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    MA 15 - Lung Cancer Biology II (ID 670)

    • Event: WCLC 2017
    • Type: Mini Oral
    • Track: Biology/Pathology
    • Presentations: 1
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      MA 15.09 - Circumferential Distribution and Distance from Main Tumor of Tumor Spread Through Air Spaces (STAS) Are Prognostic (ID 10143)

      15:45 - 17:30  |  Author(s): William D Travis

      • Abstract
      • Presentation
      • Slides

      Background:
      The prognostic impact of the presence of tumor spread through air spaces (STAS) has been reported in lung adenocarcinoma (ADC). The aim of this study is to investigate the prognostic impact of the distribution, distance from the primary tumor, and quantification of STAS.

      Method:
      A cohort of 394 patients with pathologic stage I lung ADC (2012-2014) were investigated. The distribution of STAS around the tumor was classified into focal or circumferential. The distance of STAS was evaluated by counting the number of air spaces between the farthest STAS and the tumor edge. STAS was quantified by counting the number of STAS areas in the three most STAS- dense 20x high power fields (HPFs). The recurrence free probability (RFP) was analyzed by the Kaplan-Meier method with a log-rank test.

      Result:
      STAS was present in 211 (54%) cases. The presence of STAS was associated with a higher risk of recurrence (5-y RFP in STAS-positive vs. STAS-negative; 78% vs 90%, p<0.001, Fig 1A). Circumferential STAS was associated with a higher risk of recurrence than focal STAS (5-y RFP in circumferential vs. focal; 67% vs 87%, p=0.027, Fig 1B). A longer distance of STAS was associated with a higher risk of recurrence (5-y RFP >7 alveoli vs.≤7 alveoli, 69% vs. 91%, p=0.003, Fig 1C). Quantification of STAS was not prognostic (5-y RFP in >3/HPFs vs. ≤3/HPFs, 75% vs. 88 %, p=0.15). Figure 1 X



      Conclusion:
      Beyond just the presence of STAS, the distribution and distance of STAS can further stratify the risk of recurrence in stage I lung ADC.

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    MA 17 - Locally Advanced NSCLC (ID 671)

    • Event: WCLC 2017
    • Type: Mini Oral
    • Track: Locally Advanced NSCLC
    • Presentations: 1
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      MA 17.13 - Impact of Histologic Subtype of Locally Advanced Lung Adenocarcinoma on Outcomes After Definitive Chemoradiation (ID 10382)

      15:45 - 17:30  |  Author(s): William D Travis

      • Abstract
      • Presentation
      • Slides

      Background:
      Micropapillary and solid subtypes of lung adenocarcinoma have significantly worse outcomes and survival after surgical resection for early-stage disease. These subtypes have recently been shown to have higher locoregional and metastatic progression after definitive stereotactic radiation therapy (SBRT) as well. However, the potential impact of histologic subtype on locally advanced disease treated with definitive concurrent or sequential chemoradiation (CRT) has not been previously explored. We sought to identify high-risk subtype patients treated with CRT, and compare their outcomes with those not known to have high-risk histologic subtypes.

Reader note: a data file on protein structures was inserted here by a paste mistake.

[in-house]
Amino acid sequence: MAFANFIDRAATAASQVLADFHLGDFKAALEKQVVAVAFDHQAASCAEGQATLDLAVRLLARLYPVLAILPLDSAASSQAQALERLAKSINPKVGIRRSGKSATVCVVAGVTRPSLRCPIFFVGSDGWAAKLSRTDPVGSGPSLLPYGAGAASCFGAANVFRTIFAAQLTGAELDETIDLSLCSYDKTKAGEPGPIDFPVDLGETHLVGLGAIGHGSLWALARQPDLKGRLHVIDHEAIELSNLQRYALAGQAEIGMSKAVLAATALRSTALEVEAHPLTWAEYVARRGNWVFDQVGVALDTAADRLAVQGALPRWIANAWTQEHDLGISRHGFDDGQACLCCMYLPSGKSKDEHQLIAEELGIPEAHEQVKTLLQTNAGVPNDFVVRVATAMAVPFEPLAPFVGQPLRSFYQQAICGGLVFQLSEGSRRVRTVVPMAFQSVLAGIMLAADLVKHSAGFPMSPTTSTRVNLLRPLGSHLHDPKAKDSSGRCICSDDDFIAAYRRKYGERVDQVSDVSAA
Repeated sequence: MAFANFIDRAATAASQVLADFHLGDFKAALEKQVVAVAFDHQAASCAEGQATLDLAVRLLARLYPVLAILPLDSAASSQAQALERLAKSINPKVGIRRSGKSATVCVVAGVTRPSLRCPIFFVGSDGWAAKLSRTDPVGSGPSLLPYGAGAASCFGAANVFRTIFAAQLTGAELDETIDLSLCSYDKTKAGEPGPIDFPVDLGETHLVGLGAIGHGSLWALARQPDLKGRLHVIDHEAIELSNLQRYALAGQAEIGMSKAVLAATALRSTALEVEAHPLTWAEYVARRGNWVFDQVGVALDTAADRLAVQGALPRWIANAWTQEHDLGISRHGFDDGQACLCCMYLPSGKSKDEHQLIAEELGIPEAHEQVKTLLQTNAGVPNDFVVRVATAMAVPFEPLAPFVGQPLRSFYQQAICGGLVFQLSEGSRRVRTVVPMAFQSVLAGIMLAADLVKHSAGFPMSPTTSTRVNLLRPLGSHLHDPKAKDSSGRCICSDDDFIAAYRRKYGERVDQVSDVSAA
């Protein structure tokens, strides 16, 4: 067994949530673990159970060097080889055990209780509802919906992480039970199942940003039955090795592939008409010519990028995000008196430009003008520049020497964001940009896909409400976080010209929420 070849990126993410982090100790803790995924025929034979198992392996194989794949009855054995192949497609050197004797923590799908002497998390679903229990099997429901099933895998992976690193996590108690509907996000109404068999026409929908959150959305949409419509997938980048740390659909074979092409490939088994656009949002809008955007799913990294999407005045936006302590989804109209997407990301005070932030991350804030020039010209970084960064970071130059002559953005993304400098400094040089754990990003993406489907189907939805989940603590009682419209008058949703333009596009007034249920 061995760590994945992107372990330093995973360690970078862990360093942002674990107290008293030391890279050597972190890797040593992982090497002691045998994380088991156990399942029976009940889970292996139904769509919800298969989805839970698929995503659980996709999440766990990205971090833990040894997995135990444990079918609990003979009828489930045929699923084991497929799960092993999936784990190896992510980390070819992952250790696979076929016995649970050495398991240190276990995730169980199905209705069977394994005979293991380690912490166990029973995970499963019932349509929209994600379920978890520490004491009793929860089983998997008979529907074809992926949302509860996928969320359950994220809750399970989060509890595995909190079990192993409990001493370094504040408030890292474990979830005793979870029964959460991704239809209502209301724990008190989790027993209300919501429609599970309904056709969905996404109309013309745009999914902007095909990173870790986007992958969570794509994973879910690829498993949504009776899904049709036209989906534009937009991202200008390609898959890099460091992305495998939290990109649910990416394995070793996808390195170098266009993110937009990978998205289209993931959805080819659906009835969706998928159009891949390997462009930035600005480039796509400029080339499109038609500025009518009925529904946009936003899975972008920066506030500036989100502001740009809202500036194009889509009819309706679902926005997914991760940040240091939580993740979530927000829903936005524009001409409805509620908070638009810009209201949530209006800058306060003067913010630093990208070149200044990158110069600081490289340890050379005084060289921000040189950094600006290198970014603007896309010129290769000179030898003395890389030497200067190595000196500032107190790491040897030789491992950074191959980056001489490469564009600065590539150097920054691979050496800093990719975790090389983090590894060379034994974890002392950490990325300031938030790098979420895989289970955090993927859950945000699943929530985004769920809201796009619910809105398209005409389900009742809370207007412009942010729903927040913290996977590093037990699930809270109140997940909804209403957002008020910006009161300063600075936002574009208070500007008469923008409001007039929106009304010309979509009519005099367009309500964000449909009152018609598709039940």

Method:
      We identified 249 consecutive patients with stage IIIA-B lung adenocarcinoma who had undergone CRT at our institution from 2008 to 2015. All patients had pathology reviewed by pathologists at our institution with subspecialty expertise in thoracic pathology. Twenty-five patients had elements of micropapillary and/or solid subtype on core biopsy, according to the 2015 World Health Organization classification. The remaining 224 patients were considered non-high-risk (8 patients had core biopsy with no high-risk subtypes identified; 216 patients either did not undergo core biopsy or did not have subtyping performed). Local, nodal, regional, and distant failure were estimated using cumulative incidence (CI) curves and compared using the log-rank test. Time to each event was measured from the date of diagnosis until the event of interest or the last follow-up visit.

      Result:
      With median followup of 19.7 months, there was a trend towards greater 2-year CI of local failure in the high-risk vs. non-high-risk group (40.7% vs. 26.7% p=0.060). The 2-year CI of nodal, regional, and distant failure in high-risk versus non-high-risk groups was 30.9% vs. 32.6% (p=0.576), 24.7% vs. 20.1% (p=0.468), and 63.9% vs. 59.8% (p=0.272), respectively, though statistical power was limited due to the small number of known high-risk patients.

      Conclusion:
      Though only a limited proportion of patients had demonstrated high-risk subtypes in this cohort, there was a trend towards earlier local failure in locally advanced adenocarcinoma patients treated with definitive concurrent or sequential chemoradiation, similar to what has been observed for early-stage tumors treated with SBRT. Hence, high-risk histologic subtype may be a prognostic factor for early treatment failure in locally advanced adenocarcinoma patients treated with CRT. We suggest that core biopsies, which are required for histologic subtyping, should be obtained more often in these patients, to allow for further study of the hypothesis that histologic subtype predicts outcomes after definitive chemoradiation.